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Watercare purification plant gets 'thumbs up'


July 23, 2002

Watercare purification plant gets councillors' 'thumbs up'

A visit to Watercare Services’ new Tuakau-based Waikato Water Treatment Plant eased memories of dried up dams in Auckland’s water crisis of 1994 for Auckland City Councillor Bill Christian.

Councillor Christian was the chairman of Auckland City’s water crisis subcommittee.

“After chairing the water crisis subcommittee eight years ago, during the 1994 drought, I am glad to know that history won’t repeat itself,” says Councillor Christian of his visit to the new plant.

“I’ll never forget the sight of dams that were almost dry back then, and it’s good to know this sustainable water source will ensure this doesn’t happen again.”

Other Auckland City councillors who visited the site were impressed both in terms of the technology used and the water quality standards achieved. Yesterday’s visit to the Watercare plant, which processes water from the Waikato river, showed councillors how the water is treated, then piped to the company’s Redoubt Rd reservoir in Manukau City.

The plant tour was organised for the council’s works committee, and was also attended by other interested parties. It gave councillors, Auckland City staff and Metrowater board members an opportunity to view the new water treatment plant firsthand.

The recently commissioned plant is currently processing about 50,000 cu m of Waikato river water a day, but it will be processing about 150,000 cu m within five years. Within a year it will be able to process 300,000 cu m of water a year.

Watercare Services chief executive Mark Ford says it is important for Auckland City councillors to see firsthand the steps Watercare is taking to ensure Aucklanders receive water of the highest possible quality – from what is the most sophisticated treatment plant in Australasia.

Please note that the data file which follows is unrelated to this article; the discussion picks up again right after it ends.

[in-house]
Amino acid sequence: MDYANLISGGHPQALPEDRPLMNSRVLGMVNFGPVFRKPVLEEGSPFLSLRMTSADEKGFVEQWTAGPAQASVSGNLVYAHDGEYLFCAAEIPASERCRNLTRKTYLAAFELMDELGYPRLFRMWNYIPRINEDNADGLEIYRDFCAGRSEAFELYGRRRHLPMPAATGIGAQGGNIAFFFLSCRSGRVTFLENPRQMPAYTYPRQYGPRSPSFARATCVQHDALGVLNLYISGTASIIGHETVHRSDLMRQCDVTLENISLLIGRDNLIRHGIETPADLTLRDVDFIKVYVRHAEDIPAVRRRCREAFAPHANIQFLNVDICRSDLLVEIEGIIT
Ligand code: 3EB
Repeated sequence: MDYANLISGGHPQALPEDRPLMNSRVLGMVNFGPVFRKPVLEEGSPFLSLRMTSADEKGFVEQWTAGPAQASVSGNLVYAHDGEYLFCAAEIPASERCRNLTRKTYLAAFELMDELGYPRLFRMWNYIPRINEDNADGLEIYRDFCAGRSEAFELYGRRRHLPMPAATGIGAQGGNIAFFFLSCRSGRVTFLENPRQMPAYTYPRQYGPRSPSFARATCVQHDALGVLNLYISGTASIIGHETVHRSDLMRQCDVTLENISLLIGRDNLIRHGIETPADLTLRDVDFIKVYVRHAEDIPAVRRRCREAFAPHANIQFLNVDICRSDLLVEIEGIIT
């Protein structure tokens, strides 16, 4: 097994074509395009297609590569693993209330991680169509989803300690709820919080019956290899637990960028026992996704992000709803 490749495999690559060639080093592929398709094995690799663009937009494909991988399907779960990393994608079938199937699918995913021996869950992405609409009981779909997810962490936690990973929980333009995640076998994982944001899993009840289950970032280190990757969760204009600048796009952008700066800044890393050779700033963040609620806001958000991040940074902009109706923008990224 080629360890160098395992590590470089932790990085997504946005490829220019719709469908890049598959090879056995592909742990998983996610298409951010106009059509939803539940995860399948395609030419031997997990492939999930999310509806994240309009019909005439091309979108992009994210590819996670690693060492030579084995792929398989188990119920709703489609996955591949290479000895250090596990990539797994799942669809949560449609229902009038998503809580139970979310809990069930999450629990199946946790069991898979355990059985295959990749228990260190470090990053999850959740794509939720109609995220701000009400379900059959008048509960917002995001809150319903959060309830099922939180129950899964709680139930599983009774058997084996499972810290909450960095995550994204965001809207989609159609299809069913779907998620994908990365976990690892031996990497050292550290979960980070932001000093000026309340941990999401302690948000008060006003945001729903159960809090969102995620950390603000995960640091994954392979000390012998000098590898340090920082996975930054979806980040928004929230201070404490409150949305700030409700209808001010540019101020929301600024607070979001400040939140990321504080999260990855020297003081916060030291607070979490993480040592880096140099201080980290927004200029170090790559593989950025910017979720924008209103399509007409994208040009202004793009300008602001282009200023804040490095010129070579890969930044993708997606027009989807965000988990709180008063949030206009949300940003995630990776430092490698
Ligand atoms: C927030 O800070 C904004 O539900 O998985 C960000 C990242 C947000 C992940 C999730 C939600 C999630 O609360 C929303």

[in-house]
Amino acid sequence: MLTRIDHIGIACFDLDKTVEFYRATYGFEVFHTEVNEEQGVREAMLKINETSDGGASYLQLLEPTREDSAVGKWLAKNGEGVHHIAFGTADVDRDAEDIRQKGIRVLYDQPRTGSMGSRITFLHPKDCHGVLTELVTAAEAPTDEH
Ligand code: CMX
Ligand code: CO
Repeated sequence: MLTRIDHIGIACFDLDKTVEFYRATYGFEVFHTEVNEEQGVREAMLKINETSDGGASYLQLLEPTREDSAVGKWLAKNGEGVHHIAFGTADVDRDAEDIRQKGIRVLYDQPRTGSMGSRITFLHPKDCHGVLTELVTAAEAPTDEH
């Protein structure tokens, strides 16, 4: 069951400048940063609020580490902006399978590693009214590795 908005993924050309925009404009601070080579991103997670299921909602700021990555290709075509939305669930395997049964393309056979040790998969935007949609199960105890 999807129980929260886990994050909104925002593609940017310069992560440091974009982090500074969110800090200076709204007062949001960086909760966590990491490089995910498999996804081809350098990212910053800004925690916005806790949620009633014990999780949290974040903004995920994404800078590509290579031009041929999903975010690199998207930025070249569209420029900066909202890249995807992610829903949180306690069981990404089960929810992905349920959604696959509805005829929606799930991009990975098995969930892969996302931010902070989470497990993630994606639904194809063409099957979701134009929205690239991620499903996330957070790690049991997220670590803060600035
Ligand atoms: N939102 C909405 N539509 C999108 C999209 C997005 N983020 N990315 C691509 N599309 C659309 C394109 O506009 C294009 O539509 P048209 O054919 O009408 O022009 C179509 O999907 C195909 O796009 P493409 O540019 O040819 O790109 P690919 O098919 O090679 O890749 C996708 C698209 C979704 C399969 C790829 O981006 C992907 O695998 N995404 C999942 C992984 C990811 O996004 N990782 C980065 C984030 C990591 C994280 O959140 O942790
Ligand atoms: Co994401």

Councillor Christian says the visit provided an interesting insight into the water quality Aucklanders can expect from this new sustainable water source.

“This treatment plant visit has left me absolutely impressed. It shows what can be achieved with the combined use of the right technology and ingenuity. Watercare is to be congratulated for the big effort they’ve put into sorting the future water supply of the wider Auckland region.”

Councillor Christian says the water quality testing programme has demonstrated that the treated water is of a high quality: “The water treatment processes are of such high standard that I understand Watercare is thinking of using similar processes at their other reservoirs in the Waitakeres and at Hunua.

The treatment process uses a series of membrane and charcoal filters, to remove contaminants.

Cr Christian says as well as getting a big tick from all health authorities involved in water quality testing, the plant also got a seal of approval from all the councillors at the site visit.

“To put the product to the test, we were offered newly-treated water. I drank three glasses and would highly recommend it to everyone else.”

Fellow councillors Penny Sefuiva, Glenda Fryer, Graeme Mulholland and Bruce Hucker sampled the water and agreed with Cr Christians opinion of its quality.


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